The use of a flash or fluid bed dryer is an advantage over the drying methods suggested by Dinand et al. We have found that through the use of a fluid bed or flash dryer, low temperatures and controlled humidity are not needed to dry the materials of the present invention. In fact, although nearly any drying temperature in the fluid bed or flash dryer can be used, we have dried the product of the present invention using high air temperatures (400 F) and attained a dry product with near equivalent functional properties after rehydration compared to the materials before drying. Additionally, using the process of the present invention, any surface area expanded cellulosic product can be dried and a functional product obtained and is not limited to parenchyma cell wall materials. The use of a fluid bed or flash dryer, the use of relatively high drying air temperatures (400 F +), and the ability to dry non parenchyma cell wall (secondary cell) and obtain a functional product is in great contrast to the relatively low temperatures, e.g. 100 C (212 F) and dryer types taught by Dinand et al to dry expanded parenchymal cell wall materials.

The University of Minnesota patent application (Lundberg et al), describes the ability to obtain a functional dried product. However, the only way they were able to obtain a functional dry product was through freeze drying (Gu et al, 2001).—from (Gu, L., R Ruan, P. Chen, W. Wilcke, P. Addis. 2001. Structure Function Relationships of Highly Refined Cellulose. Transactions of the ASAE. Vol 44(6):1707-1712). Freeze drying is not an economically feasible drying operation for large volumes of expanded cell wall products.

The fiber products of the invention may be rehydrated or partially rehydrated so that the highly refined cellulose product is rehydrated to a level of less than 90 g H2O/g fiber mass, 70 g H2/g fiber mass, 50 g H2O/g fiber mass or rehydrated to a level of less than 30 g H2O/g fiber mass or less than 20 g H2O/g fiber mass. This rehydration process adjusts the functionalities of the product within a target range of at least one property selected from the group consisting of water holding capacity, oil holding capacity, and viscosity and may include the use of a high shear mixer to rapidly disperse organic fiber plant mass materials in a solution. Also the method may include rehydration with soaking of the dry materials in a solution with or without gentle agitation.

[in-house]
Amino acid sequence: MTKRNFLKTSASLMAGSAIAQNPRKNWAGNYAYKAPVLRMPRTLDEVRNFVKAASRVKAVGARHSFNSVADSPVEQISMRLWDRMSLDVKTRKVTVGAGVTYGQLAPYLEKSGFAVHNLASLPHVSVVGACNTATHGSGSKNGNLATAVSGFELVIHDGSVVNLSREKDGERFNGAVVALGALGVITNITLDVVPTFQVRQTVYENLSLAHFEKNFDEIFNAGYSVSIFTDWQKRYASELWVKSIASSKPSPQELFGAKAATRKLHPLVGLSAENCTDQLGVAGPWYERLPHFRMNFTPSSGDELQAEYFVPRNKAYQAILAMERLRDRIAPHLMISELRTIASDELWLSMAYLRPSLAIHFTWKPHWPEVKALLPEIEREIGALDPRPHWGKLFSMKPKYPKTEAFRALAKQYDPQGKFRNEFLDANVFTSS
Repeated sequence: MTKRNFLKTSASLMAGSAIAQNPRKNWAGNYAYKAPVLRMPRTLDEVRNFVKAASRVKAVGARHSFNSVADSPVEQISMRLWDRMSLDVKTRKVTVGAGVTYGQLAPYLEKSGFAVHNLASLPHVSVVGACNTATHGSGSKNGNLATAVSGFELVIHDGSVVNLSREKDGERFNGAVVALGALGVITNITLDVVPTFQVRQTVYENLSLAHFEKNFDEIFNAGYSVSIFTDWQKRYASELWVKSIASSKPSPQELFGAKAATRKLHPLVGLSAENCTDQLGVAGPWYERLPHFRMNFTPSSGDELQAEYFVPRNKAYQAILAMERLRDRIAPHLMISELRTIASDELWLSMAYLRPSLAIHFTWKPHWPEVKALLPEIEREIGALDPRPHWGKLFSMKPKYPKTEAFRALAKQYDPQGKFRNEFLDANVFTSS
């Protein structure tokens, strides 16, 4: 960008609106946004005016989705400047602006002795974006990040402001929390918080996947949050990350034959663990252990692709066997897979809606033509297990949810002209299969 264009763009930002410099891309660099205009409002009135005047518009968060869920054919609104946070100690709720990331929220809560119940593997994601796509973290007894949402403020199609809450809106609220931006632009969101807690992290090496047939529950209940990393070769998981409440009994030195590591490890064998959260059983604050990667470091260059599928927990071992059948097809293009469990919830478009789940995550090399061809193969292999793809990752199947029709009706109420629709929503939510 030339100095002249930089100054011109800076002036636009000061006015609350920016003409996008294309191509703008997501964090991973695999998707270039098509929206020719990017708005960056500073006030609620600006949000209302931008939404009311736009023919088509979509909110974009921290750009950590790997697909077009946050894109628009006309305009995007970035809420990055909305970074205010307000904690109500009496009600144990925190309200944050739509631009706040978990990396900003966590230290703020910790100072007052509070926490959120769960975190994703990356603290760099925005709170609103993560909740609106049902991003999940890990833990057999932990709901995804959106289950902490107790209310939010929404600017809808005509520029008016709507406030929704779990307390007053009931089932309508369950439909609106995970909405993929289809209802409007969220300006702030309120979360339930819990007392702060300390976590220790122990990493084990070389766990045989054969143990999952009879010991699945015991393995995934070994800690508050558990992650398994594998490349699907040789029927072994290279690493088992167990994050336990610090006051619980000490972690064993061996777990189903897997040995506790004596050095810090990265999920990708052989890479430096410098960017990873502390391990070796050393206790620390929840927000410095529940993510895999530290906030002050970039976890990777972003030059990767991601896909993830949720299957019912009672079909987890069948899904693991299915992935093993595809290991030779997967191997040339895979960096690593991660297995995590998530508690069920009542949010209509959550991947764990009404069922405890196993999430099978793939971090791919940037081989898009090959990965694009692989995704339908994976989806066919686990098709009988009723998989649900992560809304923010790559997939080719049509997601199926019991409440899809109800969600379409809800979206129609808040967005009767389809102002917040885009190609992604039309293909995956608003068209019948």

Preferred areas of use include a bakery product to which at least 1% by weight of the organic fiber product of the invention is present in the bakery product. The process may enhance the stability of a bakery product by adding at least 1% by weight of the product of claim to the bakery product, usually in a range of from 1% to 10% by weight of the organic fiber plant mass product to the bakery product prior to baking and then baking the bakery product. This process may include increasing the storage stability of a flour-based bakery product comprising adding from 1% to 10% by weight of the highly refined organic fiber plant mass product 1 to the bakery product prior to baking and then baking the bakery product.

The basic process of the invention may be generally described as providing novel and improved fiber waste by-product from citrus fruit pulp (not the wood and stem and leaves of the trees or plant, but from the fruit, both pulp and skin) or fiber from sugar beet, tomatoes, chicory, potatoes, pineapple, apple, cranberries, grapes, carrots and the like (also exclusive of the stems, and leaves). The provided fiber mass is then optionally soaked in water or aqueous solution (preferably in the absence of sufficient metal or metallic hydroxides e.g., KOH, CaOH, LiOH and NaOH) as would raised the pH to above 9.5, preferably in the complete absence of such hydroxides (definitely less than 3.0%, less than 1.0%, more often less than 0.9%, less than 0.7%, less than 0.5%, less than 0.3%, less than 0.1%). The soaked material is then drained and optionally washed with water. This is optionally followed by a bleaching step (any bleaching agent may be used, but mild bleaching agents that will not destroy the entire physical structure of the fiber material is to be used (with hydrogen peroxide a preferred example, as well as mild chlorine bleaches). It has also been found that the bleach step is optional, but that some products require less color content and require bleaching. The (optionally) bleached material is washed and filtered before optionally being subjected to a shredding machine, such as a plate refiner which shreds the material into micro fibers. The optionally soaked, bleached, and refined material is then optionally dispersed, and homogenized at high pressure to produce HRC gel.